The 1st of April is a day marked by good humored pranks, but the internet has changed that. April Fools’ pranks are all well and good when done by your mates, but when you get pranked by a cybercriminal, your internet security gets breached into.
As with any big holiday, occasion or big trend, you need to be on the alert for online scams and phishing attempts. Cybercriminals will use the holiday in the subject line of an email to a.) fool the spam filters and b.) because you’re more likely to open it. Once you do open one of these emails, you’ll be faced with an image or attachment to download, or taken to a website where the cybercriminal mastermind will attempt to extract personal information from you, while installing malware on your device. Here are some other subject lines to watch out for:
I am a fool for your love
Surprise! The Joke’s on you.
All Fools’ Day
April Fools’ Day
Happy April Fools Day!
Ransomware is the big ticket for this year’s April Fools’. Ransomware is a type of malware which limits your access to your computer, the only way to gain access back is to pay the cybercriminal mastermind a fee to remove the infection and ‘clean it up’. Be wary of messages on your computer telling it must shut down or is infected, it may be a ransomware hoax.
On the upside, some April Fools’ Day pranks are pretty hilarious, and it is not dangerous to partake in them. Take for example, Google Gulp – the drink to make you smarter or Google Nose – the feature that enables you to search for smells. The biggest Google prank, however, is the one about shutting down Youtube.
Now back to malicious pranks...
What can you do to outsmart online scammers and protect your internet security?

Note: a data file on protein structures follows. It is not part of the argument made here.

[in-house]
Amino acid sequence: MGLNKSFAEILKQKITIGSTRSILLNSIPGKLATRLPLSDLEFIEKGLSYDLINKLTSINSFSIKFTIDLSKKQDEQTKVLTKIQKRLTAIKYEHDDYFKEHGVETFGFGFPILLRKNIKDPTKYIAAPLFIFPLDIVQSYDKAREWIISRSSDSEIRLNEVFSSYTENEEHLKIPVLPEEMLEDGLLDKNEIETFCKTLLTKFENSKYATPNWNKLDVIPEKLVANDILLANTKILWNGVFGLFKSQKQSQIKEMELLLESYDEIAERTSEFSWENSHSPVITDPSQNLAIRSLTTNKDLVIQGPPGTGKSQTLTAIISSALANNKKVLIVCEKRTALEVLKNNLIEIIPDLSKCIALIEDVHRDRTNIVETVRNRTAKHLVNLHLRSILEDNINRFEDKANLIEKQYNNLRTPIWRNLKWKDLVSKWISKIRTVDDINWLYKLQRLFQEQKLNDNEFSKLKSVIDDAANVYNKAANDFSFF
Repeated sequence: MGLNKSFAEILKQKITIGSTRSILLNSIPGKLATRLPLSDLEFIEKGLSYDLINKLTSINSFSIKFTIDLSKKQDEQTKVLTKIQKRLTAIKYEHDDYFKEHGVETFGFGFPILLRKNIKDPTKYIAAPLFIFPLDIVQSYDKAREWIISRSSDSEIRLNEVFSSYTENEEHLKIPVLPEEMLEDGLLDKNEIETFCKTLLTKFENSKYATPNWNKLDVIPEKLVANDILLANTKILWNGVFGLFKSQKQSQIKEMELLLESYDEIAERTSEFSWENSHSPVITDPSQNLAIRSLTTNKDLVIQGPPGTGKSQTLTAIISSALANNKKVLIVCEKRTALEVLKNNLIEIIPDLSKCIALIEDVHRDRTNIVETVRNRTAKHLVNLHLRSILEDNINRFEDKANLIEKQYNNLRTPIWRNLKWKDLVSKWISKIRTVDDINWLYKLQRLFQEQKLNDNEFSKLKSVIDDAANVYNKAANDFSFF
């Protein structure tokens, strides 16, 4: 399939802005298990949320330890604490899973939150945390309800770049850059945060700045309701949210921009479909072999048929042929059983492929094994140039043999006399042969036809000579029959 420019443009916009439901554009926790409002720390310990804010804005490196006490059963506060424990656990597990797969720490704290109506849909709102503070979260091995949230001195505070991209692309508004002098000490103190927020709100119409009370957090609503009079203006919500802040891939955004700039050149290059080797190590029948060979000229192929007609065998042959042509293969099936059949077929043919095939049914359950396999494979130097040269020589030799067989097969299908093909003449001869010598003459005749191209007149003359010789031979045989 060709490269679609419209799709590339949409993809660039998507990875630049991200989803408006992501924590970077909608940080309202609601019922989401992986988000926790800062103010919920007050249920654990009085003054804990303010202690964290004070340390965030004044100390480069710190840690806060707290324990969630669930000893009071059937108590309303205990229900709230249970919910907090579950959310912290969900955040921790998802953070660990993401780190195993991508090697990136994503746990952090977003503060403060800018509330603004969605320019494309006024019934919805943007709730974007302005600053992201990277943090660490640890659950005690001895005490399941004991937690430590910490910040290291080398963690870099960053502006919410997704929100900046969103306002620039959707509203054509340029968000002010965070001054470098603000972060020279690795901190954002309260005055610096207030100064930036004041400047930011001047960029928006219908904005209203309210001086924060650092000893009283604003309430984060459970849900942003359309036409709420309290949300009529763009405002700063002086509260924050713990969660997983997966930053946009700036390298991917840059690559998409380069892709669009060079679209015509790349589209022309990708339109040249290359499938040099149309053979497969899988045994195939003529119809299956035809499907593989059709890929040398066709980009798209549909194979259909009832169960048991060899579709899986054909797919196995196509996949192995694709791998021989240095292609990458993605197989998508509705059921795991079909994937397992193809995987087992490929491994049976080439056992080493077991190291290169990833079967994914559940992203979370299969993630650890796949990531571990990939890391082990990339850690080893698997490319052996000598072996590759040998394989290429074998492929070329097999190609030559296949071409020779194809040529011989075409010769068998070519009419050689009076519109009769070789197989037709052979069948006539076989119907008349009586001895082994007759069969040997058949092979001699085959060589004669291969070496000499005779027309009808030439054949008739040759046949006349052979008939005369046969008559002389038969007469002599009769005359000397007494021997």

Be educated. It’s important to remember that cybercriminals are active throughout the year, not just on the 1st of April.
- As you go about living your life on the internet, be skeptical about sweepstakes and lottery opportunities.
- If you didn’t play the lottery recently but have been informed that you won, then your gut should tell you that this isn’t real.
- Investment and work-at-home opportunities are another big area that is exploited. Any opportunity that you need to pay money upfront for is not a genuine opportunity.
- As a general rule of thumb, if it sounds too good to be true, it probably is.
Scams typically all follow the same pattern, once you know a few, you know them all. So make sure you:
- Subscribe to the BullGuard BullGuard today and begin your education against cybercrminal masterminds.
- Read up on previous posts where we’ve covered other types of scams like spearphishing and mobile scams.
- Adjust your privacy settings on all of your social network sites so that strangers can’t access your profile information.
- Get BullGuard’s internet security software to protect you against phishing attempts and point out the malicious links in your search results and on Facebook that you shouldn’t click on.
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